IATP joins many NGOs, academics and policy experts today in celebrating a move that could make U.S. food aid more efficient and responsive to the world’s hungry. Obama’s budget for fiscal year 2014 proposes to shift close to half the food aid budget to procuring food aid from local and regional markets rather than the shipping U.S. grains on U.S. ships halfway around the world. With local and regional purchasing, food aid can get to those who need it faster and cheaper while also building local capacity to deal with an increasingly unstable international food supply. It’s a big move, especially when you consider U.S. food aid makes up more than half of all food aid worldwide.
So why are some upset about a move that saves money and gets more food, faster, to those who need it? Enter the “iron triangle”— U.S. shippers, grain companies and a handful of humanitarian NGOs. Scared for their jobs, jealous of their profits, or concerned that Congress will not support more effective forms of aid—the members of the triangle had different reasons for supporting widely discredited programs. (See Kevin Drum’s aptly titled article “Obama Proposes Making Food Aid Less Insane” published by Mother Jones earlier this week.) None of those reasons was persuasive, though. And now the White House has joined the chorus for change.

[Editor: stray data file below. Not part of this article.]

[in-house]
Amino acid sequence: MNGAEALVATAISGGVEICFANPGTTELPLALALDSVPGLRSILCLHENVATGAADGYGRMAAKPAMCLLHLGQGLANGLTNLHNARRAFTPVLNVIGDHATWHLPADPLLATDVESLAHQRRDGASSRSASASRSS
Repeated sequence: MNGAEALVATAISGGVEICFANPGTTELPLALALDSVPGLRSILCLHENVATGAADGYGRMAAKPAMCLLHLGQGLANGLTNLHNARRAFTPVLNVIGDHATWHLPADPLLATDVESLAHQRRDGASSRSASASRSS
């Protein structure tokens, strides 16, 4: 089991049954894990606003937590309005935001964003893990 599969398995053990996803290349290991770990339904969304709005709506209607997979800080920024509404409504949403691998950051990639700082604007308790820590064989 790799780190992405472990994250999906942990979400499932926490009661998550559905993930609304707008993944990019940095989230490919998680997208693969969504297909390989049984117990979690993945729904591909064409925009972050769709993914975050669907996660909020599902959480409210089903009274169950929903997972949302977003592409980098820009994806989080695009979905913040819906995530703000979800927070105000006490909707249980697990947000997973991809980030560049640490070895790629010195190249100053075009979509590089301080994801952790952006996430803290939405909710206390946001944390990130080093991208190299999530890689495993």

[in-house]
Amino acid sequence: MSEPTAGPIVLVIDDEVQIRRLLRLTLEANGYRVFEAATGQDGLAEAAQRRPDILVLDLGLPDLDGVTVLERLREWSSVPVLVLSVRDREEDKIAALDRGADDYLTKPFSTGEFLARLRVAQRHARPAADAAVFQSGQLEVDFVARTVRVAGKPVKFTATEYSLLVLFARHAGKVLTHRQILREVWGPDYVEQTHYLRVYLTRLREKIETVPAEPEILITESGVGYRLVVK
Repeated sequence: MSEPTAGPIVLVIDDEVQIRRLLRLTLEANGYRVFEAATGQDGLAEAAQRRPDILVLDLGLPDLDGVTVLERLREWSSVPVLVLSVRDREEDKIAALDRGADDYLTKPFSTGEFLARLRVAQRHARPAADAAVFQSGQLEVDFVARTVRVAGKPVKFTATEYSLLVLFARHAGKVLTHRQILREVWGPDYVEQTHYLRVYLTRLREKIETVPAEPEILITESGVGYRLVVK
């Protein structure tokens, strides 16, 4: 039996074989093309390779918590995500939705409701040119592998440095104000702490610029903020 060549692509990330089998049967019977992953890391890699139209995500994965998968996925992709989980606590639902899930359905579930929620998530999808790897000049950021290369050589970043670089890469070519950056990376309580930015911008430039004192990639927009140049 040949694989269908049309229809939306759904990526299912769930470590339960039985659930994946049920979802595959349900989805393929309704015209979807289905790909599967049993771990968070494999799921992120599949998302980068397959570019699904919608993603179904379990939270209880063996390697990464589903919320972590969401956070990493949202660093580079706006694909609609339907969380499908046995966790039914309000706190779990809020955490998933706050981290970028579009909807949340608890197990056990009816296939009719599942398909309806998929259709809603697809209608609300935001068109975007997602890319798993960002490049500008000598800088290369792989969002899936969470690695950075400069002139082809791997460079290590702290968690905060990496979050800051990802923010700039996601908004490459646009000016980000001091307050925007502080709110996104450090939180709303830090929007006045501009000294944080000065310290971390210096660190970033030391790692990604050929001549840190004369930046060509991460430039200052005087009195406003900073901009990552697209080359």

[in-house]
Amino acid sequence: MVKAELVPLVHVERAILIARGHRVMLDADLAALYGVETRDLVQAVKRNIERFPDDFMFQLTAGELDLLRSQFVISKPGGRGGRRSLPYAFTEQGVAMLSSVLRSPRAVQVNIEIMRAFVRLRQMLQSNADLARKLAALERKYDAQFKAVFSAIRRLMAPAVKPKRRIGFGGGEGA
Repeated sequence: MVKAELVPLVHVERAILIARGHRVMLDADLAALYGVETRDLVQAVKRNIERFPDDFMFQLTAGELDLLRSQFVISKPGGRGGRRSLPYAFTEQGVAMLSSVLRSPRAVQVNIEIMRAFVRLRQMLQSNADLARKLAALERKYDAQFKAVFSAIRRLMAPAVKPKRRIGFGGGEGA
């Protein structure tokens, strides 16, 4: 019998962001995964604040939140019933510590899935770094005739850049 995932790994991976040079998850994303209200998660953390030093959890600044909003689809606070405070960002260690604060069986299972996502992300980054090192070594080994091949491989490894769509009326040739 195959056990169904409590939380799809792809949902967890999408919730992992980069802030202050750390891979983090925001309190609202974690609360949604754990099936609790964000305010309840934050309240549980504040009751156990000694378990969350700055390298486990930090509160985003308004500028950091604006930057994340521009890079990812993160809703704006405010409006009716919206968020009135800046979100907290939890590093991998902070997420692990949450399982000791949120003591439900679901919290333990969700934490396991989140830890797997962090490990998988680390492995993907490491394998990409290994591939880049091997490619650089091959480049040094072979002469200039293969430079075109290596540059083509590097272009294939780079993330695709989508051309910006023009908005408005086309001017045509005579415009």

Thinking about food aid in this way is nothing new though, and there are many who have seen its merits for a long time, even if the U.S. government is only now catching up. In 2005, IATP produced U.S. Food Aid: Time to Get It Right pushing for cash-based aid over shipping U.S. commodities. And, many anti-hunger advocates like CARE and CRS (themselves food aid providers), American Jewish World Service, Oxfam, and many others in the faith, farm and development communities, have made huge strides in advocating for a more effective aid deployment system. The Bush administration tried to make the shift in 2006, but Congress (under intense lobbying from vested interests) only approved a small pilot project. Let’s hope implementation goes more smoothly this time around..
Read IATP’s press release, Overdue reforms to food aid a welcome change in new Presidential budget.
(Photo used under creative commons license from USAID_IMAGES)